'My horse knew I had brain cancer before I did'
A woman has told how she truly believes her pet horse was trying to tell her she had cancer.
Kelly Ann Alexander, from Blackburn in West Lothian, said she was puzzled why Aliyana paid so much attention to the right-hand side of her head.
Following several seizures, the 43-year-old was eventually diagnosed with two brain tumours in 2015.
She has since recovered after having had an operation, radiotherapy and chemotherapy.
Mrs Alexander, who still has a weak left side, said she would never give up her horse, which was a wedding present.
She told BBC Scotland's Mornings with Kaye Adams programme: "I couldn't work out why she was trying to sniff my head.
"I was trying to think did I have different shampoo? But I always had the same shampoo and she kept sniffing the right hand side of my head.
"I've got a special bond with Aliyana and I will never give her up as she is part of the family now."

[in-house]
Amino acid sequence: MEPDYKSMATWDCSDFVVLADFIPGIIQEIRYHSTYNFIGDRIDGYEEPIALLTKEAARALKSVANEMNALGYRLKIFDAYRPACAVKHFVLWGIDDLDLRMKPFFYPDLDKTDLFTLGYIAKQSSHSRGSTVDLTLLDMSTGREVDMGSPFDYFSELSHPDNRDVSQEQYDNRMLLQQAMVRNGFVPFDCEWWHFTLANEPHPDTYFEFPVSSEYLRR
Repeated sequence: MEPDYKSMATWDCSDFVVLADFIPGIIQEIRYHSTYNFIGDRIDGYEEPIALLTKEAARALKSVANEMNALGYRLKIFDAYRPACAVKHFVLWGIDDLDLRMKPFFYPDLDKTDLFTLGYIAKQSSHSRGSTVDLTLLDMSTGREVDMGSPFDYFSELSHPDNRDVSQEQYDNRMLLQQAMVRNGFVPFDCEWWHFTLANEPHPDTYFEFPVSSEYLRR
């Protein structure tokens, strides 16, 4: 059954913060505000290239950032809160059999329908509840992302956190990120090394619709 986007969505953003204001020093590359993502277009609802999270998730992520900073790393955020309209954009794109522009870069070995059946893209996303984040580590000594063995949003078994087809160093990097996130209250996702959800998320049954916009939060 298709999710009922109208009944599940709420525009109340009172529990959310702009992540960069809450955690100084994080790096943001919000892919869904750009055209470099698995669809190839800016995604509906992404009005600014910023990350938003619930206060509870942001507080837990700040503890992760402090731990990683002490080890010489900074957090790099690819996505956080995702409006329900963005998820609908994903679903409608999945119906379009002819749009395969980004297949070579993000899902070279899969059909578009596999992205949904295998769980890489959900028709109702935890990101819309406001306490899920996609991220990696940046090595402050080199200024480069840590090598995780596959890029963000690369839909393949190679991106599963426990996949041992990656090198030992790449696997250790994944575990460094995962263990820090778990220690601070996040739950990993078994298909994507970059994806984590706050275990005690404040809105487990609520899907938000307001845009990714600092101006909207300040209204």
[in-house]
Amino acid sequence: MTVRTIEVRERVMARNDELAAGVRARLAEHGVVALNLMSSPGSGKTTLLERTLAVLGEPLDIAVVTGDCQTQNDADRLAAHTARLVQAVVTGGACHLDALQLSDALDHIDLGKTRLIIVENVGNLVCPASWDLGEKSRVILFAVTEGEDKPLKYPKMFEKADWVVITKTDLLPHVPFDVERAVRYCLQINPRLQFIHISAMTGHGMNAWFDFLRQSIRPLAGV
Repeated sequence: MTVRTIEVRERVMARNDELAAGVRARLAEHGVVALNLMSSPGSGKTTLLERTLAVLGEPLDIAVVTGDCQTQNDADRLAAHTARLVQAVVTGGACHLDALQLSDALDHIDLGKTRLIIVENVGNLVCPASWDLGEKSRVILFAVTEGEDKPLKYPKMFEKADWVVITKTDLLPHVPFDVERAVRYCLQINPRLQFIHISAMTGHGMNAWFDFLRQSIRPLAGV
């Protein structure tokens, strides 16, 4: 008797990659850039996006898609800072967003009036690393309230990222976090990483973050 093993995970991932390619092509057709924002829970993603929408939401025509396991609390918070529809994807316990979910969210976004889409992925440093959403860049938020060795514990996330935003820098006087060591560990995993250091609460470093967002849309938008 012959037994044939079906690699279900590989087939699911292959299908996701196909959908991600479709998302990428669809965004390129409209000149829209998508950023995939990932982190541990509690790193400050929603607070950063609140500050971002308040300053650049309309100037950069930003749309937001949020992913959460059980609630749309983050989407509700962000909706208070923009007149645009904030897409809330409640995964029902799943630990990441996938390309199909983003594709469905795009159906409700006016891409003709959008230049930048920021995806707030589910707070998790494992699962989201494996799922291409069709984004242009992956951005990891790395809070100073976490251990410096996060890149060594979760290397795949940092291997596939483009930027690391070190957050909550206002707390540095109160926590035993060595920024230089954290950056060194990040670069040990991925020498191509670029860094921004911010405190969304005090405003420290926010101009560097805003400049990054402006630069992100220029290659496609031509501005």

Mrs Alexander said she had previously suffered seizures but her brain tumour was not diagnosed until later.
She said: "When I was taken to hospital after collapsing with a seizure the doctors more or less said it was an alcohol problem and they told me to go to my GP when I had sobered up.
"I had never had a drink for weeks though.
"At worst I thought I had epilepsy, never did I think I had two brain tumours."
Hugh Adams, Brain Tumour Research's charity spokesman, said he had heard of similar stories where animals appear to detect cancers.
He added: "What was really interesting with what Kelly Ann has been saying was the problems of her own route to diagnosis through her doctors.
"That is truly shocking to be told to go home and sober up.
"It is something we hear about all too frequently because brain tumours are comparatively rare and the route to diagnosis can be problematic because GPs don't know enough about the symptoms."
Symptoms of brain tumours include headaches, vision problems, nausea, seizures, personality changes or changes to the senses.